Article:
Last week, I lost a dear, dear friend.
Many of you probably heard about the fatal avalanche at Stevens Pass, WA, that claimed three lives. It made international news. My close pal Chris Rudolph was one of the victims. At just 30 years old, he was one of the kindest, most generous, talented people I knew. He loved the mountains. He loved to ski in the rain. He was the Ambassador of all things Rad.
I had the humble, amazing opportunity to work with Chris on these sorts of photos, on this book, oh, and he’s in this book too. He was a star. He will always be an inspiration.
Here is his Facebook page if you’re interested to see what a few of his friends thought of him.
He had a saying. “Be the person your dog thinks you are.” That is something we should truly aspire to. He will be so deeply, deeply missed.
I spoke at his memorial, but I was a wreck. Winding my way through a few stories about Chris – some heartfelt, some funny, some just to tell the world. Scott also spoke, but he was smart enough to read something he’d written in the days after Chris’ passing. It’s just beautiful and it’s preserved in writing, so I’ll leave you with Scotty’s words about Chris. RIP:
Our Friend Chris Rudolph – An Amplifier of Life
In a parallel universe, Chris, Jim Jack, Johnny and the rest of the crew skied safely and ecstatically down to the highway. The Stevens Pass van that Chris would surely have had en route would load them up and deliver them back to the resort in ecstasy and disbelief of how epic and how easy it all was. I know this, because I’ve been on that van ride. I’ve been at the bar afterwards as we all raised a glass to Chris for facilitating this finite slice of heaven. If we could only have realized how finite it would really be.
Chris and I shared many of these beautiful moments. Skiing, celebrating, making music, working, traveling, exploring, planning and giving freely of the gift of joy. He was a man with whom I had more in common than nearly anyone else in my life. Being around him gave me the feeling that my actions and motivations in life were of the highest tier, because the same actions and motivations were his.
My perspective on this is not unique. Chris served as an amplifier of life, in full support of anything positive, brave or inspired. For the people with whom he connected, Chris was a motivator, a collaborator and a model for fully living. A life more fully and joyfully lived creates stronger bonds. My dear friend Chris Rudolph created more of these bonds with more people than anyone I can think of.
Yesterday while in the midst of living his creed, Chris was killed. When he died he was in his element; on skis, in the mountains, on his favorite run, sharing the wealth with his close friends and a crew of people experiencing the place for the first time. This was Chris Rudolph at his finest.
What Chris has left for us is a profound sense of loss that is more burdensome and acute than many of us have experienced before. But more importantly, he’s left us a guide for interacting with the world around us. We’re left with the knowledge that we have a small window of opportunity in this life to forge friendships, to inspire, to live and to love. It’s time to open the floodgates and let it all fly. It’s what Chris would do.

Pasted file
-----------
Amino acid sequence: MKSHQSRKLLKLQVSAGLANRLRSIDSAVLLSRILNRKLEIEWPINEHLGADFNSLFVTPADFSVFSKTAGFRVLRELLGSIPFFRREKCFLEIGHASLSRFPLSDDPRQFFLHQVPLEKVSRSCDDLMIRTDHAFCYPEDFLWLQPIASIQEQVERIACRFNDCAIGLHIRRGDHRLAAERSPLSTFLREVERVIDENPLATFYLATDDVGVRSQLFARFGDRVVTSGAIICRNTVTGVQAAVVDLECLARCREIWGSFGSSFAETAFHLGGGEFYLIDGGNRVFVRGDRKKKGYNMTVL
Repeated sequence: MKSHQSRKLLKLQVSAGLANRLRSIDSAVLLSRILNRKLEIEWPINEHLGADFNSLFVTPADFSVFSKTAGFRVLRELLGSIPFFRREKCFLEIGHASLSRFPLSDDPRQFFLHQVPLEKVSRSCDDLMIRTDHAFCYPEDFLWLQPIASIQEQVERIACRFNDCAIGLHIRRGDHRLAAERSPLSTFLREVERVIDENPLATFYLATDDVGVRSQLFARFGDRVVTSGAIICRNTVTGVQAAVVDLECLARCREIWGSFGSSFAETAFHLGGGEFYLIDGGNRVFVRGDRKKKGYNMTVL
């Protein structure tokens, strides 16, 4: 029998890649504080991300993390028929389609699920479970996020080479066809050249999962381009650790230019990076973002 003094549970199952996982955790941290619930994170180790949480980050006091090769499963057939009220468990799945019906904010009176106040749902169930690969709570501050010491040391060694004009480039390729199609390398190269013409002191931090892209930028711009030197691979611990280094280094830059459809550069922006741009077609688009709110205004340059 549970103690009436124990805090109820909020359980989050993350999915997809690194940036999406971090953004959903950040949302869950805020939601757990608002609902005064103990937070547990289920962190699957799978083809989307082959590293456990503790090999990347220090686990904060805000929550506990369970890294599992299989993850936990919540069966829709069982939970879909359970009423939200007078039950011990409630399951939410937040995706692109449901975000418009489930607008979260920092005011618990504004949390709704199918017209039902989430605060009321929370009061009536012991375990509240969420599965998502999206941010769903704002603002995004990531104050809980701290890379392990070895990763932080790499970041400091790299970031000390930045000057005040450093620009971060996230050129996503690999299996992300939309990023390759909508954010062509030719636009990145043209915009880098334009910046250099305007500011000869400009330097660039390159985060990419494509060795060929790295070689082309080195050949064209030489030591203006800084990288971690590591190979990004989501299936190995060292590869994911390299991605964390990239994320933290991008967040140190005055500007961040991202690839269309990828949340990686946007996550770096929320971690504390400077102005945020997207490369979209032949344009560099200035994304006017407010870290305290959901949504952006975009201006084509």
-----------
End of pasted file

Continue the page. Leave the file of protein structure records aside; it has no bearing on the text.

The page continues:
Thanks for the article and kind words about Chris. He is a great guy. I wish more people could’ve know him.
Just seeing this now, sending my condolences Chase and crew. I was skiing in Montana when I heard the news and immediately thought of you. Very, very sorry….
Chase & Scotty-
I’m just now catching back up with the blog. I didn’t realize you guys knew someone in the Steven’s slide. I’m really sorry for your loss. We heard about it here in Telluride fairly quickly (as did much of the snow community). It happened just a few days after we lost Nate Soules here in Bear Creek in a slide in Contention, so I understand what you’re going through. Nate was a truly amazing guy who I, honestly, don’t think I ever saw without a smile on his face in the 5 years I knew him. He definitely inspired people to make the most of life and was always someone you were happy to run into around town. He had recently stopped his job with the resort to work for his wife’s business because it meant he could spend more time with Hilary and especially more time with their son Ben, taking him to the skatepark almost every day during the summer and skating with more enthusiasm and spirit than all the ten year old skate kids there combined. A true lover of life. Sounds kind of similar to how you guys have described Chris. I’m sorry I never got the chance to know him. He seems like he would’ve been a great person to spend time with. It’s terrible to have such amazing people taken from us, especially so young. It seems like the only thing you can do is remember that your life is so much better because of the time you were able to spend with them and to go on living and take everyday you’re given as a gift.
Again, I’m really sorry guys.
Here’s an amazing photo of Nate shredding in Bear Creek by another good friend, Ben Knight:
One of the Denver news stations recently came down and did a follow up piece about Nate with his wife Hilary
Thanks for sharing Chase, very tough thing to go through. I only had the pleasure of sharing a fews beers with Rudolph a couple times at UPS. He was great friends with a very close friend of mine and I feel terrible for all who knew him. Take care man, and I hope everyone finds some solace knowing Rudolph went out doing what he absolutely loved.
Another trail blazer lost way too soon in life, RIP Chris may you tear up those powder trails in the sky.